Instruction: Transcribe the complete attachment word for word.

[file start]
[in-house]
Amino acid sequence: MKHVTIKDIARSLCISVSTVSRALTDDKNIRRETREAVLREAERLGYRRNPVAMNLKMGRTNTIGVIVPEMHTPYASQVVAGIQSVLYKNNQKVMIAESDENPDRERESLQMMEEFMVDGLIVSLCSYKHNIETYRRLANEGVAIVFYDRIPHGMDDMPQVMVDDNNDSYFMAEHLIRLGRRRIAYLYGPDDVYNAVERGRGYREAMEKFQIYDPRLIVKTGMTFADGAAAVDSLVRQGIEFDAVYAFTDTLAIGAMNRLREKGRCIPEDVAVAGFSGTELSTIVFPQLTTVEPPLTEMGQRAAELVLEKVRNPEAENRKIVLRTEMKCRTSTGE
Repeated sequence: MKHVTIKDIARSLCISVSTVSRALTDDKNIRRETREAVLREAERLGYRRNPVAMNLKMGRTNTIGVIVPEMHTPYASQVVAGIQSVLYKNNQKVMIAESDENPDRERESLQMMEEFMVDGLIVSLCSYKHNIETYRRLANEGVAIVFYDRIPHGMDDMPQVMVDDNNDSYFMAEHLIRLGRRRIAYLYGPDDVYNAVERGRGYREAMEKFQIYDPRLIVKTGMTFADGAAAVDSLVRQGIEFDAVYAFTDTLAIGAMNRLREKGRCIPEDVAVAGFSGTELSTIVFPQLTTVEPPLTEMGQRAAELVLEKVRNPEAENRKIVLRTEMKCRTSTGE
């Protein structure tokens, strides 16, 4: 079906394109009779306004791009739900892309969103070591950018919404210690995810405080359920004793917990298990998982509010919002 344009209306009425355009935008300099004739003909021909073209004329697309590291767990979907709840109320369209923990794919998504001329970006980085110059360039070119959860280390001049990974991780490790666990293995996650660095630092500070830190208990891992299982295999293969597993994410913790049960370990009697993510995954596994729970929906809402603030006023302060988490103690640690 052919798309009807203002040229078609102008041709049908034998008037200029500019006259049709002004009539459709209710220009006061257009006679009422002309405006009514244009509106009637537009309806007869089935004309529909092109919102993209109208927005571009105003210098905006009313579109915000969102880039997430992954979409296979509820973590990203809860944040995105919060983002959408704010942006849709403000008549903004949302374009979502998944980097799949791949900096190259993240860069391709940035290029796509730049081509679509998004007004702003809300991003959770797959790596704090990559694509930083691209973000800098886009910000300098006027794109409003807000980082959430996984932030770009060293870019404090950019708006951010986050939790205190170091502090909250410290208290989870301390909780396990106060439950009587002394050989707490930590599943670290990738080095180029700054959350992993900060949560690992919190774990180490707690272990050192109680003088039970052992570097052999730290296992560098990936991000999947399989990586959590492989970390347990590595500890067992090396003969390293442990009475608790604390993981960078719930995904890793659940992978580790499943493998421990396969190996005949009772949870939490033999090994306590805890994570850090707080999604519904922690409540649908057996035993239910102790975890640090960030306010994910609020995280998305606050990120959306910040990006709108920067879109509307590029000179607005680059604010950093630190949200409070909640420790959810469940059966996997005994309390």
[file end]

[in-house]
Amino acid sequence: MKHVTIKDIARSLCISVSTVSRALTDDKNIRRETREAVLREAERLGYRRNPVAMNLKMGRTNTIGVIVPEMHTPYASQVVAGIQSVLYKNNQKVMIAESDENPDRERESLQMMEEFMVDGLIVSLCSYKHNIETYRRLANEGVAIVFYDRIPHGMDDMPQVMVDDNNDSYFMAEHLIRLGRRRIAYLYGPDDVYNAVERGRGYREAMEKFQIYDPRLIVKTGMTFADGAAAVDSLVRQGIEFDAVYAFTDTLAIGAMNRLREKGRCIPEDVAVAGFSGTELSTIVFPQLTTVEPPLTEMGQRAAELVLEKVRNPEAENRKIVLRTEMKCRTSTGE
Repeated sequence: MKHVTIKDIARSLCISVSTVSRALTDDKNIRRETREAVLREAERLGYRRNPVAMNLKMGRTNTIGVIVPEMHTPYASQVVAGIQSVLYKNNQKVMIAESDENPDRERESLQMMEEFMVDGLIVSLCSYKHNIETYRRLANEGVAIVFYDRIPHGMDDMPQVMVDDNNDSYFMAEHLIRLGRRRIAYLYGPDDVYNAVERGRGYREAMEKFQIYDPRLIVKTGMTFADGAAAVDSLVRQGIEFDAVYAFTDTLAIGAMNRLREKGRCIPEDVAVAGFSGTELSTIVFPQLTTVEPPLTEMGQRAAELVLEKVRNPEAENRKIVLRTEMKCRTSTGE
């Protein structure tokens, strides 16, 4: 079906394109009779306004791009739900892309969103070591950018919404210690995810405080359920004793917990298990998982509010919002 344009209306009425355009935008300099004739003909021909073209004329697309590291767990979907709840109320369209923990794919998504001329970006980085110059360039070119959860280390001049990974991780490790666990293995996650660095630092500070830190208990891992299982295999293969597993994410913790049960370990009697993510995954596994729970929906809402603030006023302060988490103690640690 052919798309009807203002040229078609102008041709049908034998008037200029500019006259049709002004009539459709209710220009006061257009006679009422002309405006009514244009509106009637537009309806007869089935004309529909092109919102993209109208927005571009105003210098905006009313579109915000969102880039997430992954979409296979509820973590990203809860944040995105919060983002959408704010942006849709403000008549903004949302374009979502998944980097799949791949900096190259993240860069391709940035290029796509730049081509679509998004007004702003809300991003959770797959790596704090990559694509930083691209973000800098886009910000300098006027794109409003807000980082959430996984932030770009060293870019404090950019708006951010986050939790205190170091502090909250410290208290989870301390909780396990106060439950009587002394050989707490930590599943670290990738080095180029700054959350992993900060949560690992919190774990180490707690272990050192109680003088039970052992570097052999730290296992560098990936991000999947399989990586959590492989970390347990590595500890067992090396003969390293442990009475608790604390993981960078719930995904890793659940992978580790499943493998421990396969190996005949009772949870939490033999090994306590805890994570850090707080999604519904922690409540649908057996035993239910102790975890640090960030306010994910609020995280998305606050990120959306910040990006709108920067879109509307590029000179607005680059604010950093630190949200409070909640420790959810469940059966996997005994309390």